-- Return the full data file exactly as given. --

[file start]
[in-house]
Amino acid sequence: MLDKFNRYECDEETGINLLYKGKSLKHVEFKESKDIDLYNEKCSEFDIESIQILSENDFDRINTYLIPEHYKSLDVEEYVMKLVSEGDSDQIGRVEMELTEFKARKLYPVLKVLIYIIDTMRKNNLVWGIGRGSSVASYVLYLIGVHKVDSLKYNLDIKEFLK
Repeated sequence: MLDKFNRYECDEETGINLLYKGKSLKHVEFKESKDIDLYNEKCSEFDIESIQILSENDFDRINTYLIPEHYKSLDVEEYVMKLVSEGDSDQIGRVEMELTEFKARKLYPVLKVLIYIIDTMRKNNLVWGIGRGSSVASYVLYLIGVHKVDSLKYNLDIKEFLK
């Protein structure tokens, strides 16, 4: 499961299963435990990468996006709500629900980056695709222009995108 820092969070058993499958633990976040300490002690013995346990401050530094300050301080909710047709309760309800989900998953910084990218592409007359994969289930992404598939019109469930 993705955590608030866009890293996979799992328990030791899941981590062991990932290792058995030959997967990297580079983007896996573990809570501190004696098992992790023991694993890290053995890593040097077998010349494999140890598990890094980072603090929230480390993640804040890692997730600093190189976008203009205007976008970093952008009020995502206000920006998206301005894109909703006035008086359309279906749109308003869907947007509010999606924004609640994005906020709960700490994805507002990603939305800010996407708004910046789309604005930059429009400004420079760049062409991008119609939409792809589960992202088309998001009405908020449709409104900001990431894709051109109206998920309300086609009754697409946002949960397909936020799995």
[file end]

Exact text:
[in-house]
Amino acid sequence: MLDKFNRYECDEETGINLLYKGKSLKHVEFKESKDIDLYNEKCSEFDIESIQILSENDFDRINTYLIPEHYKSLDVEEYVMKLVSEGDSDQIGRVEMELTEFKARKLYPVLKVLIYIIDTMRKNNLVWGIGRGSSVASYVLYLIGVHKVDSLKYNLDIKEFLK
Repeated sequence: MLDKFNRYECDEETGINLLYKGKSLKHVEFKESKDIDLYNEKCSEFDIESIQILSENDFDRINTYLIPEHYKSLDVEEYVMKLVSEGDSDQIGRVEMELTEFKARKLYPVLKVLIYIIDTMRKNNLVWGIGRGSSVASYVLYLIGVHKVDSLKYNLDIKEFLK
């Protein structure tokens, strides 16, 4: 499961299963435990990468996006709500629900980056695709222009995108 820092969070058993499958633990976040300490002690013995346990401050530094300050301080909710047709309760309800989900998953910084990218592409007359994969289930992404598939019109469930 993705955590608030866009890293996979799992328990030791899941981590062991990932290792058995030959997967990297580079983007896996573990809570501190004696098992992790023991694993890290053995890593040097077998010349494999140890598990890094980072603090929230480390993640804040890692997730600093190189976008203009205007976008970093952008009020995502206000920006998206301005894109909703006035008086359309279906749109308003869907947007509010999606924004609640994005906020709960700490994805507002990603939305800010996407708004910046789309604005930059429009400004420079760049062409991008119609939409792809589960992202088309998001009405908020449709409104900001990431894709051109109206998920309300086609009754697409946002949960397909936020799995």